I’ve also worked on making a user-friendly tool to help researchers access data, called a ‘Data Access Agreement template’. HDR UK came to us at the beginning, when first drafting the template, and we co-developed it together. I felt that myself and other members had a material impact on making this more accessible, which will then have a huge impact on health data research in general.

Impact of the Public Advisory Board

Through leading our own projects, plus collaborating with HDR UK on different projects, the Public Advisory Board have delivered the following results.

Created communication standards to encourage trust in the use of health data

Through surveying 45 members of the UK Health Data Research Alliance, we created ‘Transparency Standards’ to inform best practice for communicating data access processes. We said we hadn’t seen any change, challenging HDR UK to go further to ensure the standards are implemented. HDR UK ran a workshop to help explain the standards then secured funding for 19 projects aiming to increase transparency about accessing data.

Who can access health data is an emotive topic, so clear communication about how data is made available to researchers is important.

Improved tools to help researchers access data

As part of creating a legal toolkit to help standardise how institutions and researchers access data, we co-developed a Data Access Agreement template.

Our input on the language, content and structure resulted in significant changes to the template and data access processes.

Our feedback led to more emphasis on data quality in the template. We highlighted other changes for improving public trust in how data is accessed, including organisation-level responsibility, researcher training and consequences for non-compliance.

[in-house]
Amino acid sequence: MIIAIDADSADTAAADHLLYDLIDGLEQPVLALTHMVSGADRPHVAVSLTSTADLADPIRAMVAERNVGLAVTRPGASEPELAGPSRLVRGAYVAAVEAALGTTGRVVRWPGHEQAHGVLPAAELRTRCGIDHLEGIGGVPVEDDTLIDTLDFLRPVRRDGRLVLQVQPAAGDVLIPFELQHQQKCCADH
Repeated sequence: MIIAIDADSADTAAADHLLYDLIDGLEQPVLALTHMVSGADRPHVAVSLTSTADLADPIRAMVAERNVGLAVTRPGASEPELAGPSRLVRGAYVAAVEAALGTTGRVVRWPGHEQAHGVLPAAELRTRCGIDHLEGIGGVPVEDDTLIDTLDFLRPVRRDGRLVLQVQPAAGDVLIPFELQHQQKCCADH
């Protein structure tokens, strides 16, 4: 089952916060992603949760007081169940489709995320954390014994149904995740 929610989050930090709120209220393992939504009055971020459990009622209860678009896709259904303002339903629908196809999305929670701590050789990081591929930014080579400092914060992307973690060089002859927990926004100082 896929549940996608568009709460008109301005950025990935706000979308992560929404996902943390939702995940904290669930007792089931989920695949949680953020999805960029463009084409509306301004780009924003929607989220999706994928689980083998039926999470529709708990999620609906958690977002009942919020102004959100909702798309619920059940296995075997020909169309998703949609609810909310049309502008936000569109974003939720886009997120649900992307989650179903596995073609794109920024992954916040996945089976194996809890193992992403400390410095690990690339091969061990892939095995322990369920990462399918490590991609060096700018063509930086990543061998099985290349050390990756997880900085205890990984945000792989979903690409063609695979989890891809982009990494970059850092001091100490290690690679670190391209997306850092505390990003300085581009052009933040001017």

Raised the profile of public involvement and its value

As part of our role, we showcase our work and why it’s important. Other board members and I have co-authored a journal article with HDR UK staff to highlight the data access project as an example of best practice in public involvement.

I have also presented at external-facing webinars and events, on behalf of HDR UK, on data safety and what we’re doing as a public advisory board to help.

Lessons learned

Be inclusive and flexible

HDR UK offers us different ways of providing feedback, for example:

  • via a one-to-one call
  • through group discussions
  • via email
  • by commenting on documents directly

This flexibility helps us fit Public Advisory Board work in around our other commitments. HDR UK also ensures all information is provided in various formats and described using clear language, to ensure it can be used by everyone.

Listen to people’s experiences

Each of us will have a different experience of health data research. The number of times I’ve seen my small experiences add huge value to a project is the reason why I think members of the public should be involved in research. The more experiences and varied outlooks we can bring, the better the impact.

Health data can be made accessible

Health data research is a very complicated space and a lot of information is not clear to understand for patients and members of the public. Whilst this a significant hurdle to overcome, through the Public Advisory Board I’ve realised that it can be done efficiently, and in co-development with members of the public.

Video credit: HDR UK
Video transcript and on-screen captions are available by watching on YouTube.

This case study is based on an interview that took place in August 2023.

Last updated: 2 May 2024